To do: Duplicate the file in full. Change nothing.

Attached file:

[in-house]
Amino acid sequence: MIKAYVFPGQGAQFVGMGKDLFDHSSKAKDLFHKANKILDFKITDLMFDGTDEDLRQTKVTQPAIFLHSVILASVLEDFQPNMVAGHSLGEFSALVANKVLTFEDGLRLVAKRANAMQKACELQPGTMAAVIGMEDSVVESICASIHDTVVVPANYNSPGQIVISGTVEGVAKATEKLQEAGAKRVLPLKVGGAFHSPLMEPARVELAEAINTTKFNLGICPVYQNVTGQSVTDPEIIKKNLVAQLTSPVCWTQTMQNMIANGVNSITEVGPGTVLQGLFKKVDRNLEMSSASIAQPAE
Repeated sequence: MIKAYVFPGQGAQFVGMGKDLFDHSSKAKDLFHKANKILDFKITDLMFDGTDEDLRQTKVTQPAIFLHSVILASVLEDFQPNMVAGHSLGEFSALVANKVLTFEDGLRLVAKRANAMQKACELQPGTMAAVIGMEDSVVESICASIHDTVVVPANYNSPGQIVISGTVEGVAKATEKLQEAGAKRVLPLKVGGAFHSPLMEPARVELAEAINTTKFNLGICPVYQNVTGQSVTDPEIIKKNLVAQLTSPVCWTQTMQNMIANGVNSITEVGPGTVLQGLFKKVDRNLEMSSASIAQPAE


[in-house]
Amino acid sequence: MIKAYVFPGQGAQFVGMGKDLFDHSSKAKDLFHKANKILDFKITDLMFDGTDEDLRQTKVTQPAIFLHSVILASVLEDFQPNMVAGHSLGEFSALVANKVLTFEDGLRLVAKRANAMQKACELQPGTMAAVIGMEDSVVESICASIHDTVVVPANYNSPGQIVISGTVEGVAKATEKLQEAGAKRVLPLKVGGAFHSPLMEPARVELAEAINTTKFNLGICPVYQNVTGQSVTDPEIIKKNLVAQLTSPVCWTQTMQNMIANGVNSITEVGPGTVLQGLFKKVDRNLEMSSASIAQPAE
Repeated sequence: MIKAYVFPGQGAQFVGMGKDLFDHSSKAKDLFHKANKILDFKITDLMFDGTDEDLRQTKVTQPAIFLHSVILASVLEDFQPNMVAGHSLGEFSALVANKVLTFEDGLRLVAKRANAMQKACELQPGTMAAVIGMEDSVVESICASIHDTVVVPANYNSPGQIVISGTVEGVAKATEKLQEAGAKRVLPLKVGGAFHSPLMEPARVELAEAINTTKFNLGICPVYQNVTGQSVTDPEIIKKNLVAQLTSPVCWTQTMQNMIANGVNSITEVGPGTVLQGLFKKVDRNLEMSSASIAQPAE